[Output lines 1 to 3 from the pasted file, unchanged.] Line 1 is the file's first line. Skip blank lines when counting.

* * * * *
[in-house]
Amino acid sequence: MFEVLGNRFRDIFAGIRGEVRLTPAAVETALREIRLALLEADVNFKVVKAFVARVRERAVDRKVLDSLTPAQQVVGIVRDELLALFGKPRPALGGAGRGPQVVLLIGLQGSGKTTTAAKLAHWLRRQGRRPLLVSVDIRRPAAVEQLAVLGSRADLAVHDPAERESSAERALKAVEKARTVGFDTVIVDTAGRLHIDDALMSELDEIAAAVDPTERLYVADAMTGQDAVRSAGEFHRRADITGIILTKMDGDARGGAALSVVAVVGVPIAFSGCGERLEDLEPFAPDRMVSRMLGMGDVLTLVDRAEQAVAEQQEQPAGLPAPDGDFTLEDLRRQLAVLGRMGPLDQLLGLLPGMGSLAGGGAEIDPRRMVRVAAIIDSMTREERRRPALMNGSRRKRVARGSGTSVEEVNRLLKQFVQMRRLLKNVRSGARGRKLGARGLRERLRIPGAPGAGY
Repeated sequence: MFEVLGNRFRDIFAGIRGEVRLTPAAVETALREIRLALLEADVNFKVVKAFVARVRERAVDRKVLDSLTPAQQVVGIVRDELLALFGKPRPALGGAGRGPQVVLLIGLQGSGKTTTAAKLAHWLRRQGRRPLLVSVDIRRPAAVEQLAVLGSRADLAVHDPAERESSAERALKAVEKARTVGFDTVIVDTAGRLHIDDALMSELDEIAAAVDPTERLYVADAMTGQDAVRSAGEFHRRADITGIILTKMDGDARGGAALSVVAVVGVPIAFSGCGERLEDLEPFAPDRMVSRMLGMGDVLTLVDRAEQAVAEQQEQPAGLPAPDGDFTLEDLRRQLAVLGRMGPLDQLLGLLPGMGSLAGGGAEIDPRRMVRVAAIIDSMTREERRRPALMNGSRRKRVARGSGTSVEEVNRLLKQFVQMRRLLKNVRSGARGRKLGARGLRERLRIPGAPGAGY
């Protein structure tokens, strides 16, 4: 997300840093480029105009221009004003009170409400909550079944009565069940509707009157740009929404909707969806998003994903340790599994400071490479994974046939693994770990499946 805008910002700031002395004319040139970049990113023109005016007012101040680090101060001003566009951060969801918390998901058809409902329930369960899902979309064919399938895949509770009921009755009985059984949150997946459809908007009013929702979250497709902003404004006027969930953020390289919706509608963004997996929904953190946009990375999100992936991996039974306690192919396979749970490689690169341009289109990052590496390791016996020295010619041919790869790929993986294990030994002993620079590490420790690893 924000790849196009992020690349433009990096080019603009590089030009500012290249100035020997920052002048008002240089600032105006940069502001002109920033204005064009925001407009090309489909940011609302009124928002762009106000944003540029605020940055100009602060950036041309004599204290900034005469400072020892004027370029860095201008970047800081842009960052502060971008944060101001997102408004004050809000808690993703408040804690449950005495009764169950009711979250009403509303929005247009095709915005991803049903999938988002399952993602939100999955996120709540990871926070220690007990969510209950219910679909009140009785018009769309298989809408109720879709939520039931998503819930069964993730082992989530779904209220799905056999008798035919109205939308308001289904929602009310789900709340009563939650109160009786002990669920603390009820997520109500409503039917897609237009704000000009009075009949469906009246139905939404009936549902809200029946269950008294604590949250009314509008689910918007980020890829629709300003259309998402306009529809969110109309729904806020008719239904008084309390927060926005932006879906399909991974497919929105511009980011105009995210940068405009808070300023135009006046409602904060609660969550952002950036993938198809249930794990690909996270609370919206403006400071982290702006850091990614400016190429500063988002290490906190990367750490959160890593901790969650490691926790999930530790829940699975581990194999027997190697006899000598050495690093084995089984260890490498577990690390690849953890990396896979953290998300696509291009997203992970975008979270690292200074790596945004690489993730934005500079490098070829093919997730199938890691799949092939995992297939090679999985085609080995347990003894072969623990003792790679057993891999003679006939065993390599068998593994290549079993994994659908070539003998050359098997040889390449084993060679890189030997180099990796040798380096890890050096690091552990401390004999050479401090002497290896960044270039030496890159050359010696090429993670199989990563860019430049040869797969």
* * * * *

[in-house]
Amino acid sequence: MFEVLGNRFRDIFAGIRGEVRLTPAAVETALREIRLALLEADVNFKVVKAFVARVRERAVDRKVLDSLTPAQQVVGIVRDELLALFGKPRPALGGAGRGPQVVLLIGLQGSGKTTTAAKLAHWLRRQGRRPLLVSVDIRRPAAVEQLAVLGSRADLAVHDPAERESSAERALKAVEKARTVGFDTVIVDTAGRLHIDDALMSELDEIAAAVDPTERLYVADAMTGQDAVRSAGEFHRRADITGIILTKMDGDARGGAALSVVAVVGVPIAFSGCGERLEDLEPFAPDRMVSRMLGMGDVLTLVDRAEQAVAEQQEQPAGLPAPDGDFTLEDLRRQLAVLGRMGPLDQLLGLLPGMGSLAGGGAEIDPRRMVRVAAIIDSMTREERRRPALMNGSRRKRVARGSGTSVEEVNRLLKQFVQMRRLLKNVRSGARGRKLGARGLRERLRIPGAPGAGY
Repeated sequence: MFEVLGNRFRDIFAGIRGEVRLTPAAVETALREIRLALLEADVNFKVVKAFVARVRERAVDRKVLDSLTPAQQVVGIVRDELLALFGKPRPALGGAGRGPQVVLLIGLQGSGKTTTAAKLAHWLRRQGRRPLLVSVDIRRPAAVEQLAVLGSRADLAVHDPAERESSAERALKAVEKARTVGFDTVIVDTAGRLHIDDALMSELDEIAAAVDPTERLYVADAMTGQDAVRSAGEFHRRADITGIILTKMDGDARGGAALSVVAVVGVPIAFSGCGERLEDLEPFAPDRMVSRMLGMGDVLTLVDRAEQAVAEQQEQPAGLPAPDGDFTLEDLRRQLAVLGRMGPLDQLLGLLPGMGSLAGGGAEIDPRRMVRVAAIIDSMTREERRRPALMNGSRRKRVARGSGTSVEEVNRLLKQFVQMRRLLKNVRSGARGRKLGARGLRERLRIPGAPGAGY